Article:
Christopher Law from SpringHill Camps brings us this very cool subway station that offers a really fun way to hide the drums after the music.
This design was for their 2012 winter youth events.
Above the subway car they projected a sidewalk level view of people walking, cars driving, and busses moving on a large 30′ wide screen. The screen was also used for lyrics and some program material that was formatted super-wide. They used a TripleHead2Go and a dedicated computer to make that happen.
Their production and site construction staff put together the subway car. They built it using wood and foam as primary elements. Then they covered it with mylar to make it look like a metallic subway car. They bought the mylar in rolls from a horticulture online store and was 2mil thin/thick. They applied it with spray glue and lightly sprayed painted to give it an oxidized look and to lower the reflectiveness of the mylar. They installed over twenty 12V running lights on the side of the car to add to the look. Finally they applied plastic thermal window coverings to the windows and shrunk them down with a heat gun.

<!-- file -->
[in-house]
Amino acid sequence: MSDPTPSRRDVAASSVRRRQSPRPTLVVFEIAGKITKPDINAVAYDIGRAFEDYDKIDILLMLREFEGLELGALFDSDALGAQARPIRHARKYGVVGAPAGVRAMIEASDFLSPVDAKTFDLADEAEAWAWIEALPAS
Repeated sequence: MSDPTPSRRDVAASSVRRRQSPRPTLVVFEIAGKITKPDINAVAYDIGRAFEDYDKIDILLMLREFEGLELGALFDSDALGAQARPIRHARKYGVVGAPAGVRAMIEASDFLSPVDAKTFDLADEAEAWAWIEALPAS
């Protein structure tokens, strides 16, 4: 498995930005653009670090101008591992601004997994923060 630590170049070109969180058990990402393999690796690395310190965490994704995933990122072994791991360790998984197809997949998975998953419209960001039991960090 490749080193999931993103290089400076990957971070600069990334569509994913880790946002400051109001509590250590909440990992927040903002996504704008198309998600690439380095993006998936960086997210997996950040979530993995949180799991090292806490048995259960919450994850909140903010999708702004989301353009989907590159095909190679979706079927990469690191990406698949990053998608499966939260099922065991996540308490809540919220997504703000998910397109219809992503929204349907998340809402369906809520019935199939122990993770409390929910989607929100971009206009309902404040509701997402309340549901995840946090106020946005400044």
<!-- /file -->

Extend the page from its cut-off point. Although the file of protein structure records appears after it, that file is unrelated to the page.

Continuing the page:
They accomplished the automated drum riser and opening/closing car doors by a series of relays and dimmer packs to remotely control the action from FOH. They installed safety kill switches for the LD and the drummer in case of an electro-mechanical failure.
Each of the brick walls to the left and right of the subway car were designed to be rotatable for program elements – one side being a sports desk for their broomball tournaments and the other a green screen that was used for a weather man element. Like the drum riser they were also automated from the FOH lighting board.
Lastly, the side walk/street cut away above the subway was lined with 28V air craft landing lights (ACL’s) in custom cutouts. 5 circuits were used with every 5 lights being on a different circuit. These were used as blinders for the audience as well as chase effects.